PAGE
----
Guest post by Kristian Thaulow
We all know goal-setting is important. We also know that we should write them down on paper. The real question is: how do you stay motivated while keeping a consistent focus on reaching your goal?
What usually happens? We end up trying a whole bunch of different tactics to keep us on track:
- We painstakingly put our goal through every single criterion on the SMART model
- We set a ton of reminders on our phone which we never follow up on
- We write our goal down on huge notepads and post-its to keep us focused
We do all the “right” things, according to the goal-setting experts. But in the real world, these tactics, never really work. Most of the time we end up losing our motivation during the process.
Why does this happen?
Let me introduce you to a concept we call The Success Pyramid:
How to reach your goals with The Success Pyramid
What did you notice?
The strategy and tactics you use is just 20% of the equation. 80% of your success is getting your psychology straight and mastering the fundamentals.
Obviously, the strategy and the tactics are important. But mastering the fundamentals and your psychology is always the #1 factor you need to reach your goals.
The brutal truth?
There’s only one reason nobody talks about the psychology and the fundamentals: They’re not sexy to talk about. It’s way easier to talk about different goal-setting strategies, instead of doing some hard work up front.
That’s why most “experts” spend so much time explaining their strategies, tactics, and frameworks to you.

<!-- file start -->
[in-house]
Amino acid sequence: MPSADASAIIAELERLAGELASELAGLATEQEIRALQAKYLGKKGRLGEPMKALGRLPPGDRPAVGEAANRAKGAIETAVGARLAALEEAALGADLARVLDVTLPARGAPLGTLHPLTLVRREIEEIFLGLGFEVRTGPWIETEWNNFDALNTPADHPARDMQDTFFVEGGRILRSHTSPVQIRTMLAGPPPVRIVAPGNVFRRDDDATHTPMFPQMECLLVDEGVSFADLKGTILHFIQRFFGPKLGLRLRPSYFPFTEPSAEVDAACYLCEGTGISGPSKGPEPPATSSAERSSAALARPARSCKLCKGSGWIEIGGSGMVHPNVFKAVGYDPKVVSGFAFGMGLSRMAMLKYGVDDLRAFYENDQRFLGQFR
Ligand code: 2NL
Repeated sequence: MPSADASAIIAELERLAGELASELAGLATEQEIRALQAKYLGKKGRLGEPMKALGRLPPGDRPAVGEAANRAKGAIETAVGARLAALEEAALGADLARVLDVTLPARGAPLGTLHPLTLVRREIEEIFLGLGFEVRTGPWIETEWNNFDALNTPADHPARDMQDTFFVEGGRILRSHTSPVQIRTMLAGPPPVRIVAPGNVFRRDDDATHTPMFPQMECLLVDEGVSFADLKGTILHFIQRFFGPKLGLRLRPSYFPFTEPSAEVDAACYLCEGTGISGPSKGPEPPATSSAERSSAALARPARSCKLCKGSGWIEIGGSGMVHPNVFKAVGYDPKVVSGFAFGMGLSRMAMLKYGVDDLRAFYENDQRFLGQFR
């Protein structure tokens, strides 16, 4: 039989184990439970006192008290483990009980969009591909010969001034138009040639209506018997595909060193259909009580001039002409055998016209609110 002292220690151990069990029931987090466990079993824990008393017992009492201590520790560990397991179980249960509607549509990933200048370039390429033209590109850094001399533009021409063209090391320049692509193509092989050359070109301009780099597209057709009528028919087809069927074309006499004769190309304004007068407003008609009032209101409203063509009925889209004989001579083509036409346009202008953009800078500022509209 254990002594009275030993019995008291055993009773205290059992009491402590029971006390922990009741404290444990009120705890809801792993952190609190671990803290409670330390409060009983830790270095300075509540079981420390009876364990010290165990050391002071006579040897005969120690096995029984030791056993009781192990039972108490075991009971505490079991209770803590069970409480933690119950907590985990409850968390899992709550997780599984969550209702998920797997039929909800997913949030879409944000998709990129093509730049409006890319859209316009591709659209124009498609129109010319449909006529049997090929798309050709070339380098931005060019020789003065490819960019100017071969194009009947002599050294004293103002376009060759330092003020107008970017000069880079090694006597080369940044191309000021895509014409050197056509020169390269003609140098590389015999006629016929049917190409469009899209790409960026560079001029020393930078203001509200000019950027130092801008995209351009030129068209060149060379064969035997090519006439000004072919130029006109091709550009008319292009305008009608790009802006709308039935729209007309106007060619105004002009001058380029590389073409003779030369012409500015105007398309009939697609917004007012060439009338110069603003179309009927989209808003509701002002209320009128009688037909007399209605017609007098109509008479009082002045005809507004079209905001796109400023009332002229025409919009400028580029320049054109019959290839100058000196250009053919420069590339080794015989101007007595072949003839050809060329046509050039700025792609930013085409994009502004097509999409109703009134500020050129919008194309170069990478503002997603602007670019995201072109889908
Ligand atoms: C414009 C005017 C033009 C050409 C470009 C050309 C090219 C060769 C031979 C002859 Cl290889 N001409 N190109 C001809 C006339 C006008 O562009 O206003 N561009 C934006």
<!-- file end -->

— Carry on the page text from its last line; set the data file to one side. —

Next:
Of course, reaching your goals is hard work. But it doesn’t need to be complicated.
Today, I’m going to teach you our Success Pyramid Strategy. This will help you turn any of your goals, into reality.
No fluff, no nonsense, no B.S. Just a battle-tested system, that gets results.
Here’s what you’ll learn today:
- Step #1: Get your fundamentals in place
- Step #2: Master the psychology of successful goal setting
- Step #3: Your goal-setting system: How to create a bulletproof system that gets results
Step #1: Get your fundamentals in place
Let’s be honest: Most people are terrible at goal setting. It’s the same reason over 80% fail their New Year’s resolution.
The problem isn’t they don’t have enough knowledge. The real problem is, they don’t have a system that guarantees they’ll get results. With that in mind, how do you avoid falling into the same category as the failed 80% of New Year’s resolutions?
Here’s the deal:
It doesn’t matter what kind of goal you have (it can be business, personal, or your relationship). If you only focus on these two things you’re about to learn — you will reach your goal.
Here’s what to do instead:
- Break your goal into the smallest and most actionable step